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The Colored Citizen : (Helena, Mont.) 1894-1894.])
The Colored Citizen one of three African American newspapers to take root in Montana, came to life for several months in 1894 in Helena. The inaugural issue, published on September 3, 1894, announced that its reason for being was the intense interest among the city’s 279 “colored” citizens in the upcoming election to decide the site of the state capital: Helena or Anaconda. The newspaper’s editor, James Presley Ball, Jr., son of a successful African American photographer from Cincinnati, proclaimed in the first issue the paper’s core philosophy and mission: “It cannot be denied that our people, through force of circumstance, occupy a peculiar status in this country. We are not thoroughly known. Our better qualities are not presented fairly to the public…Montana has a right to feel proud of its 2,500 colored citizens …” In 1900 African Americans represented only 1 percent (1,523) of the state population, but the community published two other newspapers, the Montana Plaindealer in Helena and the New Age in Butte.
Ball lived in Helena between 1889 and 1897, when he moved to Seattle. A number of African American businessmen had flocked to Helena during the late 1880s and1890s because of its relative racial tolerance and established Afro-American community. In the first issue of the newspaper, Ball implored his fellow “colored citizens” to unite behind Helena as first choice for the new state capital. The fight pitted against each other the two giants of Montana’s copper industry; William Andrews Clark promoted Helena, bankrolling the Colored Citizen and spending over $200,000 on the campaign, while his chief rival, Marcus Daly, invested over $2.5 million in support of Anaconda. A full-page endorsement in the final issue of the newspaper on November 5, 1894, explained the rationale for choosing Helena over Anaconda, the home of the Anaconda Copper Mining Company’s smelter and its founder, Marcus Daly. In bold type it read: “The Anaconda Mining Company Does Not Employ a solitary colored man. Dagoes and Foreigners are preferred to Native Colored Americans. Vote for HELENA for Capitol.” Helena emerged victorious by fewer than 2,000 of the more than 52,000 votes cast. The Colored Citizen and its readers had a significant influence on Montana’s choice of location for its state capital.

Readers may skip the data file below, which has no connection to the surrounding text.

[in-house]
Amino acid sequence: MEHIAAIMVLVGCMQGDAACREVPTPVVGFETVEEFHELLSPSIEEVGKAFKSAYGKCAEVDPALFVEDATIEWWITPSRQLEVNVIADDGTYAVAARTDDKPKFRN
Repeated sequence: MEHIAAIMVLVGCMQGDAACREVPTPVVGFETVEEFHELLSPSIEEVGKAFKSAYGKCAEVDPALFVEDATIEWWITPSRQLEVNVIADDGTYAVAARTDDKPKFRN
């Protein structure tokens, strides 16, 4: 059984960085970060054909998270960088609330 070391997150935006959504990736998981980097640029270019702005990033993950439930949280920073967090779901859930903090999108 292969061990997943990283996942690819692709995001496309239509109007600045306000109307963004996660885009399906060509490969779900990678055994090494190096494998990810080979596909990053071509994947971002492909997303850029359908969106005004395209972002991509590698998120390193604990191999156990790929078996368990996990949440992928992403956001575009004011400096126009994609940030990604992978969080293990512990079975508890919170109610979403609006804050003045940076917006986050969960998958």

All issues of the Colored Citizen measured 17 x 22 inches, and appeared in a six-column, four-page format. Ball published the newspaper at 137 N. Main St., the location of his father’s portrait photography business. The paper focused on local and state news with regular columns about fraternal organizations populated by African Americans. The discrimination experienced by “colored citizens” during the 19th century in the Anaconda mines did not disappear over the next half century. In 1942 the U.S. government sent a battalion of southern Black miner-soldiers to Butte “to produce a full quota of copper for the war effort,” but the walkout in protest of their arrival by 8,000 white miners subverted their patriotic efforts.
Provided by: Montana Historical Society; Helena, MT